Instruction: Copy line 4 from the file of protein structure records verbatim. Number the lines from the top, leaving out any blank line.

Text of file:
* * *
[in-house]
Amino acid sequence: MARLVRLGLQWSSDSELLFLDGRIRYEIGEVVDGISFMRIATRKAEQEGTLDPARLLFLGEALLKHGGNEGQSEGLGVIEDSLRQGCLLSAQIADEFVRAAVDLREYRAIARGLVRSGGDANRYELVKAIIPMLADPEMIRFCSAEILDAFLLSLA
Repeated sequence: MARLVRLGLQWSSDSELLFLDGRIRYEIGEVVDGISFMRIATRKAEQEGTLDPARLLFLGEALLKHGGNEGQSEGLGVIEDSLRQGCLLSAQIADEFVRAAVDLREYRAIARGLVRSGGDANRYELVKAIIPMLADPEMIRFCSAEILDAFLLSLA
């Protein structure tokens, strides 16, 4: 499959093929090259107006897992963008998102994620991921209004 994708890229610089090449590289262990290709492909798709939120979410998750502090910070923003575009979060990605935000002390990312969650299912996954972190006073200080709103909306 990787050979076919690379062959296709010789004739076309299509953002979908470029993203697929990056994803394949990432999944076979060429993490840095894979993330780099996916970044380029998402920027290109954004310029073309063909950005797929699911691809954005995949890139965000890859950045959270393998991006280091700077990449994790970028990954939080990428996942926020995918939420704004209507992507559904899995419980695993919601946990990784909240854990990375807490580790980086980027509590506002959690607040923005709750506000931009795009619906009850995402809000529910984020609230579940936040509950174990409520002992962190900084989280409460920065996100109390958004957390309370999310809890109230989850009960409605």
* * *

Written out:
């Protein structure tokens, strides 16, 4: 499959093929090259107006897992963008998102994620991921209004 994708890229610089090449590289262990290709492909798709939120979410998750502090910070923003575009979060990605935000002390990312969650299912996954972190006073200080709103909306 990787050979076919690379062959296709010789004739076309299509953002979908470029993203697929990056994803394949990432999944076979060429993490840095894979993330780099996916970044380029998402920027290109954004310029073309063909950005797929699911691809954005995949890139965000890859950045959270393998991006280091700077990449994790970028990954939080990428996942926020995918939420704004209507992507559904899995419980695993919601946990990784909240854990990375807490580790980086980027509590506002959690607040923005709750506000931009795009619906009850995402809000529910984020609230579940936040509950174990409520002992962190900084989280409460920065996100109390958004957390309370999310809890109230989850009960409605």